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Kevin Alder of Akebono: "We think about continuous improvement first. We'll worry about boundaries later."
Even though the company's focus is on brakes, not systems, it has this $2-million corner noise dynamometer that can measure an entire suspension corner assembly for noise. The goal is to make sure that everything that's associated with its brakes works well together.
Akebono produces a range of foundation brake assemblies for both OEM and aftermarket customers. The commitment at the company is all about quality and customer satisfaction. "In this company," president and COO Kevin Alder says, "we would rather not do a brake program where we cannot commit to the quality."
The fourth and final point in the Akebono Brake Industry Co., Ltd., "Declaration for the 21st Century" is that the organization will endeavor to:
"Achieve our ASPIRATIONS through the pride of each and every individual."
Which, of course, is the kind of statement that is common in corporate rhetoric.
But the remarkable thing about Akebono is that if its leaders in the U.S. are any example, then it is more than a little obvious that this outfit, which is in the business of designing, engineering and making brakes (disc and drum brakes; pads and liners: the terms friction and vibration figure predominantly in the company's materials), recognizes that people truly are the important asset of the company. How important? Just listen to Bill Hilbrandt, vice president of R&D, who is sitting in the company's 80,000-ft2 headquarters/engineering facility in Farmington Hills, Michigan, who is referring to the array of dynos, test stands, climate-controlled enclosures, and other test equipment that are located there: "If we took out all of the people in the building, then all of that stuff is rusting junk." Exceedingly expensive rusting junk. "But if we took every machine out of the building and kept the people, we'd figure out how to get the job done." Fortunately for them, they have both the people and the equipment. One more thing about the aforementioned building: it is in the process of being expanded to 140,000-ft2. In a period of contraction, here is an operation that is undergoing expansion.
A thumbnail of Akebono in North America: The Japanese parent established a sales company in the U.S. in 1980. In '86 it established a joint venture, Ambrake Corp., with what is now Delphi. In '94 it established a second production operation, Amak Brake. Akebono Corp. was established in '95. The company operates four manufacturing plants, all of which are located in Kentucky (Glasgow, Elizabethtown, Springfield, and Munfordville). It has 1,600 employees in North America. Customers include DaimlerChrysler, GM, Ford, Nissan, Honda, Toyota, Mitsubishi, Delphi, Bosch, and TRW. It supplies both original equipment and aftermarket products.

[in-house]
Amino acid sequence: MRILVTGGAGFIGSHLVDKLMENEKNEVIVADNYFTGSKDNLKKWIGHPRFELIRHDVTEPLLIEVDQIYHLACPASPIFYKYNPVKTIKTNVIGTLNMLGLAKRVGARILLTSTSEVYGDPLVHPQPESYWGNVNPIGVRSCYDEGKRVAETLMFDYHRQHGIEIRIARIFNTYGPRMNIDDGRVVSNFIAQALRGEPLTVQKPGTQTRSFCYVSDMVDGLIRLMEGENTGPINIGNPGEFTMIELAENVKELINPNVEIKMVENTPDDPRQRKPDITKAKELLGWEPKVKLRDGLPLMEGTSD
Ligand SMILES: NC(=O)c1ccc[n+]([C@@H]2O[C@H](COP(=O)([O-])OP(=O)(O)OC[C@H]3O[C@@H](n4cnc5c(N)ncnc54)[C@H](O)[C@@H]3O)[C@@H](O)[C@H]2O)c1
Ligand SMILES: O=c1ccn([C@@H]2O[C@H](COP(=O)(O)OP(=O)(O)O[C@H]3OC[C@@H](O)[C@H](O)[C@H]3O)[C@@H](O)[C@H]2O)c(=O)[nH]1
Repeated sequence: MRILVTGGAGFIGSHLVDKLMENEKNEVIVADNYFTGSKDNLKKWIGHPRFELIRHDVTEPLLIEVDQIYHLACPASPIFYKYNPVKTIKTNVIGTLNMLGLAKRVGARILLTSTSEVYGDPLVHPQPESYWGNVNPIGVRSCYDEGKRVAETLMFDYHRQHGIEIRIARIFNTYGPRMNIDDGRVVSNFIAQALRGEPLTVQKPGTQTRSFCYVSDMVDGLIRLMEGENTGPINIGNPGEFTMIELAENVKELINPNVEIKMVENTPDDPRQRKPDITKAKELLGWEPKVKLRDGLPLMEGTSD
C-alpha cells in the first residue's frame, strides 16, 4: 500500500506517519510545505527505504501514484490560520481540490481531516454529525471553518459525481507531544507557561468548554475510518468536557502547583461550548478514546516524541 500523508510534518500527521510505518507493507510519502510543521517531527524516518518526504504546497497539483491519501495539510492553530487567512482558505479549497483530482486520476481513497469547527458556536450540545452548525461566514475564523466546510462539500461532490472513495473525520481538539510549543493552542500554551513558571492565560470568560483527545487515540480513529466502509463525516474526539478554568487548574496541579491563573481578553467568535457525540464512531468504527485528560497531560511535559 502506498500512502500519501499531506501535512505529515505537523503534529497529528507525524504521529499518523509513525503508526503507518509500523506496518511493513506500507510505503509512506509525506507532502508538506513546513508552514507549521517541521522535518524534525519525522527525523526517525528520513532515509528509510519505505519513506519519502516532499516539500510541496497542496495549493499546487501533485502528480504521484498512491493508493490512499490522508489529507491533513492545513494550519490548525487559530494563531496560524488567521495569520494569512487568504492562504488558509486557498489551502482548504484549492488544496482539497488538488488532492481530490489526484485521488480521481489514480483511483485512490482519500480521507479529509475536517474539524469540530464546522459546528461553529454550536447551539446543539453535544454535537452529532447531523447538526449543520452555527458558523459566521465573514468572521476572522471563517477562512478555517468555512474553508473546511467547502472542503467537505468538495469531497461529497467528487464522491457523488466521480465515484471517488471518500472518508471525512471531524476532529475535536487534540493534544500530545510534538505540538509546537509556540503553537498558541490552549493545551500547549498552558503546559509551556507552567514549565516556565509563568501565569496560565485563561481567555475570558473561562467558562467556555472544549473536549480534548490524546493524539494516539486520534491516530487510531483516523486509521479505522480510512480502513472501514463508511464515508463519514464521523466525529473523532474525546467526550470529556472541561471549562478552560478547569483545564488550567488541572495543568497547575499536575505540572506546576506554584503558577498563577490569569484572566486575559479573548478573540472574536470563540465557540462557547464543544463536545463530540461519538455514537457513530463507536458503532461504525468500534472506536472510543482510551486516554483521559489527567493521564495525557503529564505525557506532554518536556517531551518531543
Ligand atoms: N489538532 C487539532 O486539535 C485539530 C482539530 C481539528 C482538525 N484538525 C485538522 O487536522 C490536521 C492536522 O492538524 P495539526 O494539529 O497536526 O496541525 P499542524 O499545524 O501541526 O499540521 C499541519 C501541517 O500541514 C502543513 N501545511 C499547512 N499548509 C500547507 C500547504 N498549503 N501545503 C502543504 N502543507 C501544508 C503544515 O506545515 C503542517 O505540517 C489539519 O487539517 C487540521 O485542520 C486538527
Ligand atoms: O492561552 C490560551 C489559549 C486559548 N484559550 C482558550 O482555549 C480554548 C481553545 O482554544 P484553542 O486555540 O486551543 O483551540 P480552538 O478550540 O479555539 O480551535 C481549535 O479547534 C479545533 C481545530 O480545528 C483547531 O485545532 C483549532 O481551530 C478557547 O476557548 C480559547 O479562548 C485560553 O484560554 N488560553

In a period when seemingly every automotive supplier is hell-bent on supplying as large a portion of the vehicle as possible (i.e., modules that are sometimes no more than tangentially related to what the firm makes), these guys aren't interested in taking that approach, in being a "full systems supplier." That's simply because they know what they're good at, and believe that it is good business to put the interests of their customers first. "No one supplier can give you the best of everything. When you talk about a broad, complex brake system—or any other system—when you have the pedal and actuation system, and the ABS, and the foundation brakes, and everything else, there are a lot of different core competencies that go with that. And we all execute some things better than others. What happens in the full system supply is that you don't necessarily get the best of a given component or a section of that system that exists. You get what that guy happens to have. And that is showing to be a negative in a logistics sense and in warranty," Hilbrandt says. And Kevin J. Alder, president and chief operating officer of the corporation, amplifies that by acknowledging that unlike some of the full-system suppliers who are responsible for entire corner systems, "We don't feel we have that expertise." But when it comes to all things related to friction and vibration, which typically fall within the category of noise-vibration-harshness (NVH), then they'll go the extra mile, they'll be a "full service supplier," if not a "full system supplier." Speaking of NVH issues that may arise, "We do an awful lot of extra work to make sure that it's handled—even if it's not our part, if it's an adjoining part," Hilbrandt says.
The parent company has about a 40% market share in Japan. The corporation has achieved a 28% market share in North America. There is something to be said for concentrating on one's competency.